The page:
GM is providing its Hydrotec Power Cube technology for use in cement mixers, construction trucks, dump trucks, and other vocational trucks built by Autocar LLC as its contribution to a partnership signed between the two companies that was announced this morning.
The Hydrotec Power Cubes will help Autocar meet the intense energy demands of its severe-duty Class 8 trucks as it seeks to create zero-emissions versions of these powerful vehicles.
The Power Cubes are well suited to Autocar’s needs because, unlike EV batteries, hydrogen fuel cells are relatively lightweight, an important consideration for vehicles that are already extremely heavy. Another key advantage for these hard-working trucks is the fast refueling that is possible with the technology, cutting downtime to a minimum compared to even the quickest EV battery recharging.
The General’s Ultium platform is sufficient to the needs of passenger vehicles, Hydrotec executive director Charlie Freese says, but “larger vehicles like Autocar’s class 8 trucks, refuse trucks and terminal tractors require robust solutions” with high energy and fast refueling.
He added that “we want to enable zero tailpipe emissions solutions for the largest, highest energy consuming vehicles, and fuel cells are ideal for the most energy intensive applications.”
Fuel cells such as the Power Cubes can support large payloads, the announcement remarks, as well as offering quiet operation on top of their other advantages. The Cubes are also scalable and can be used for everything from “freight trucking, aerospace and locomotives to power generation,” among other applications.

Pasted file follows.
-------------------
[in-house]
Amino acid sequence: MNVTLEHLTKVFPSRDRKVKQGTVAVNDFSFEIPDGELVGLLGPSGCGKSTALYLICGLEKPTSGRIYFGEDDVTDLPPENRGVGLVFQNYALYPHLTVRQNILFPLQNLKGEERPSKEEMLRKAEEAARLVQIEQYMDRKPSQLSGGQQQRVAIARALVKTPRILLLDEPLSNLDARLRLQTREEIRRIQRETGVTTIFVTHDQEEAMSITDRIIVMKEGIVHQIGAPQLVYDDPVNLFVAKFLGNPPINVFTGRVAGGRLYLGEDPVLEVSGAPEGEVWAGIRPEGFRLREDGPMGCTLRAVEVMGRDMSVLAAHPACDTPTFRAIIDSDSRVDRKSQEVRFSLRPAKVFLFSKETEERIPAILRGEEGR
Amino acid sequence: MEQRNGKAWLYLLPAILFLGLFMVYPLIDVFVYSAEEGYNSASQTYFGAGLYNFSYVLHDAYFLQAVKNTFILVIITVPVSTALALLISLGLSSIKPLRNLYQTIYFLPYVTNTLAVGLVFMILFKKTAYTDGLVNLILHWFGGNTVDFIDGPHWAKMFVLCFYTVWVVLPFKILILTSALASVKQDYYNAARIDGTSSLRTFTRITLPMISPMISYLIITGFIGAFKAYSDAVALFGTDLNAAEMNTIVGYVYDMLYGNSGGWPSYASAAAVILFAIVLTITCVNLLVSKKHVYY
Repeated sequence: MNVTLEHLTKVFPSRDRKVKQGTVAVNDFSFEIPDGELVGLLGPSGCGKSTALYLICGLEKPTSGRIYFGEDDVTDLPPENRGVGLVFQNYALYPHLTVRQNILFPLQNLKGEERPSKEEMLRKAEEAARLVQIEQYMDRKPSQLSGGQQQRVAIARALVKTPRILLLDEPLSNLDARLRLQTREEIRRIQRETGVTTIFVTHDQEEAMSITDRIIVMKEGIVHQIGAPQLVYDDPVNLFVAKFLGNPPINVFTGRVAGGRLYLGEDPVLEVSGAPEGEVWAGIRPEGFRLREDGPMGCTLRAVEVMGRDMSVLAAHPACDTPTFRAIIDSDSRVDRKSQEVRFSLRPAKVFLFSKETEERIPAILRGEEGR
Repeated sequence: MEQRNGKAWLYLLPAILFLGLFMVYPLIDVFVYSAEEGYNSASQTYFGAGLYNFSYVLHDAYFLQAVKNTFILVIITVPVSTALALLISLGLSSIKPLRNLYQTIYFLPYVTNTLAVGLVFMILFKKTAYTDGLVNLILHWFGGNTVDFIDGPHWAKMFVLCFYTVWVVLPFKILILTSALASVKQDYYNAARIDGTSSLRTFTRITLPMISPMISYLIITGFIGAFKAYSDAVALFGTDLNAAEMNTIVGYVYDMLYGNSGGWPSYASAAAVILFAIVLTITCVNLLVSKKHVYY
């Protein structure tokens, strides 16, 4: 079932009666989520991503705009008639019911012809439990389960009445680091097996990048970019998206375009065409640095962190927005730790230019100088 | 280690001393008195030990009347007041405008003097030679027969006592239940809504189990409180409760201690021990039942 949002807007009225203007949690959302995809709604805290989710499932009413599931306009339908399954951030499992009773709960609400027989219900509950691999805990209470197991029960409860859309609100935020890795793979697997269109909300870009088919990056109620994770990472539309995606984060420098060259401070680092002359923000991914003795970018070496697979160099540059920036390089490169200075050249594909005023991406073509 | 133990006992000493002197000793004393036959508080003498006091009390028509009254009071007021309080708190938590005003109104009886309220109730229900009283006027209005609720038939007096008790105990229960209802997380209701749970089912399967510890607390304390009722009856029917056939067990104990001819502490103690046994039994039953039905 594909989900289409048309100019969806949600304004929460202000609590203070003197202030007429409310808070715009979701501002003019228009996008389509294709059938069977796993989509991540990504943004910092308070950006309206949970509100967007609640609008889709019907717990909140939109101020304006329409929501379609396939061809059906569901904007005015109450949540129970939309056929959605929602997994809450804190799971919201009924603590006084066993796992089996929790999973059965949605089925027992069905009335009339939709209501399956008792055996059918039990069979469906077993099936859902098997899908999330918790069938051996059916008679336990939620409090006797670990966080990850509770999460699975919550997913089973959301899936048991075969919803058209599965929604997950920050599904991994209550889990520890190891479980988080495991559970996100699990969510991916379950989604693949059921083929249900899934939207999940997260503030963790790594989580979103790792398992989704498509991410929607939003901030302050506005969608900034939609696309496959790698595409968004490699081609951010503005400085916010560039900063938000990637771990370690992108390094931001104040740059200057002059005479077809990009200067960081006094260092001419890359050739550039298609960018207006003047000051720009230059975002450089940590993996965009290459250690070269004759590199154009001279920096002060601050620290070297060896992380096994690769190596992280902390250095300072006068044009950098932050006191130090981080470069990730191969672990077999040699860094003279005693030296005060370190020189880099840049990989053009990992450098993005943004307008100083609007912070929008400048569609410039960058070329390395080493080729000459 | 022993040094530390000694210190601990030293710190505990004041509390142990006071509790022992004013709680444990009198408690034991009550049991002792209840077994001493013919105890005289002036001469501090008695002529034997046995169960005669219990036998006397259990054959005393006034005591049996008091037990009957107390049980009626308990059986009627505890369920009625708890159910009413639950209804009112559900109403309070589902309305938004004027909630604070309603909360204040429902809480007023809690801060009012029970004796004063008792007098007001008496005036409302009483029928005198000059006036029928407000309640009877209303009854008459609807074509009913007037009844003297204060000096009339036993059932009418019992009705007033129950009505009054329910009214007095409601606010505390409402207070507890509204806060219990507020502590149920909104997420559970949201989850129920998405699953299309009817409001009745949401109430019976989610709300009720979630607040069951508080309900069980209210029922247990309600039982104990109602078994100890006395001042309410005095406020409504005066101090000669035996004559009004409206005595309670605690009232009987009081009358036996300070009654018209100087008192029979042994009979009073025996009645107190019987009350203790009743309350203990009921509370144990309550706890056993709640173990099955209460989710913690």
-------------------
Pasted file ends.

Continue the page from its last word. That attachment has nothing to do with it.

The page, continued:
The president of Autocar, Eric Schwartz, says the vehicles jointly developed with GM will offer “an additional avenue for our customers to meet their EPA requirements with zero tailpipe emissions vehicles.” Production is anticipated to kick off in 2026, with “cement mixers, roll-off and dump trucks” first off the assembly line and garbage trucks and terminal tractors following later.
Hydrotec fuel cell technology, including the Power Cube modular hydrogen fuel cell system, has been ready for practical commercial use since summer 2023 according to an SAE report. The Cube includes a high-efficiency arrangement of 300 second-generation fuel cells and uses only 20 grams of platinum in its construction, 25 percent of the original amount of precious metal needed.
Charlie Freese also asserted “large vehicles and heavy payloads – that’s where replacing petroleum-fueled vehicles with hydrogen fuel cells works very well,” a sentiment Autocar appears to agree with fully.